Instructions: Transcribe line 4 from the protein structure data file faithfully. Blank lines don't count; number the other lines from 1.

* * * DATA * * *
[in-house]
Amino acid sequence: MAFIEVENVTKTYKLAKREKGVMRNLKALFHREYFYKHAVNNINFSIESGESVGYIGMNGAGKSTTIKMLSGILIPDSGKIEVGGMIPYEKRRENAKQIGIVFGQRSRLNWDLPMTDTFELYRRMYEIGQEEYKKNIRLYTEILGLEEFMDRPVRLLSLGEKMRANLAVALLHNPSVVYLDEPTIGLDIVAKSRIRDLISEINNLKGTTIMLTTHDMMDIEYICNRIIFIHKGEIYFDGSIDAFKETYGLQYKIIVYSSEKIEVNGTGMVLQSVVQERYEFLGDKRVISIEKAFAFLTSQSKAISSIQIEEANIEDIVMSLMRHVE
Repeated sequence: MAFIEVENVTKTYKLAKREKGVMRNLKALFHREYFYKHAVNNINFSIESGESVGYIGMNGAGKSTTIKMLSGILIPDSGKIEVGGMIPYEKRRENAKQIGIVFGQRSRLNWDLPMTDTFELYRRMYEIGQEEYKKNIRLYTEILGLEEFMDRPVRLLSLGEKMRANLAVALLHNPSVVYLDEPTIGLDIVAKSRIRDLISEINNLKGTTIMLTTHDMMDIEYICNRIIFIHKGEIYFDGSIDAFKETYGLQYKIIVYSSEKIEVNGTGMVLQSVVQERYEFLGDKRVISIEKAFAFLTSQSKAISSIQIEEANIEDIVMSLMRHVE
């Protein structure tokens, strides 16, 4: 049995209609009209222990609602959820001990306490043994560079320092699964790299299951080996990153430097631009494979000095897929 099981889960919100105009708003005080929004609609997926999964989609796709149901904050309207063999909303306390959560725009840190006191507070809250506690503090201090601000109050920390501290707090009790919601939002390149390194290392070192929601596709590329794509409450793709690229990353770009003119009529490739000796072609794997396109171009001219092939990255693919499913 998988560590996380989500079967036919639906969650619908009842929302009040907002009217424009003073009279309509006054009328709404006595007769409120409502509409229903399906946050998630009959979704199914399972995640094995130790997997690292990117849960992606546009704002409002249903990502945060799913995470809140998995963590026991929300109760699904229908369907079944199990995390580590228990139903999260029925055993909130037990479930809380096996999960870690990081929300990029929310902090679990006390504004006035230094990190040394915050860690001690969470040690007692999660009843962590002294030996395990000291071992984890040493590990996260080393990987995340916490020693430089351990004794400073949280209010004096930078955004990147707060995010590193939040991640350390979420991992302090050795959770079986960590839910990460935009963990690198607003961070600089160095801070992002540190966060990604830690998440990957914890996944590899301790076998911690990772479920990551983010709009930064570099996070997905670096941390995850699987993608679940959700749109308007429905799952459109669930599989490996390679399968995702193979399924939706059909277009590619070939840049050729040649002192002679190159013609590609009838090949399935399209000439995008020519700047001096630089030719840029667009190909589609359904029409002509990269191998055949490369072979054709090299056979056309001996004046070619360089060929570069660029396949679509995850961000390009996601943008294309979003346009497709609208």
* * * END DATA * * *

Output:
């Protein structure tokens, strides 16, 4: 049995209609009209222990609602959820001990306490043994560079320092699964790299299951080996990153430097631009494979000095897929 099981889960919100105009708003005080929004609609997926999964989609796709149901904050309207063999909303306390959560725009840190006191507070809250506690503090201090601000109050920390501290707090009790919601939002390149390194290392070192929601596709590329794509409450793709690229990353770009003119009529490739000796072609794997396109171009001219092939990255693919499913 998988560590996380989500079967036919639906969650619908009842929302009040907002009217424009003073009279309509006054009328709404006595007769409120409502509409229903399906946050998630009959979704199914399972995640094995130790997997690292990117849960992606546009704002409002249903990502945060799913995470809140998995963590026991929300109760699904229908369907079944199990995390580590228990139903999260029925055993909130037990479930809380096996999960870690990081929300990029929310902090679990006390504004006035230094990190040394915050860690001690969470040690007692999660009843962590002294030996395990000291071992984890040493590990996260080393990987995340916490020693430089351990004794400073949280209010004096930078955004990147707060995010590193939040991640350390979420991992302090050795959770079986960590839910990460935009963990690198607003961070600089160095801070992002540190966060990604830690998440990957914890996944590899301790076998911690990772479920990551983010709009930064570099996070997905670096941390995850699987993608679940959700749109308007429905799952459109669930599989490996390679399968995702193979399924939706059909277009590619070939840049050729040649002192002679190159013609590609009838090949399935399209000439995008020519700047001096630089030719840029667009190909589609359904029409002509990269191998055949490369072979054709090299056979056309001996004046070619360089060929570069660029396949679509995850961000390009996601943008294309979003346009497709609208």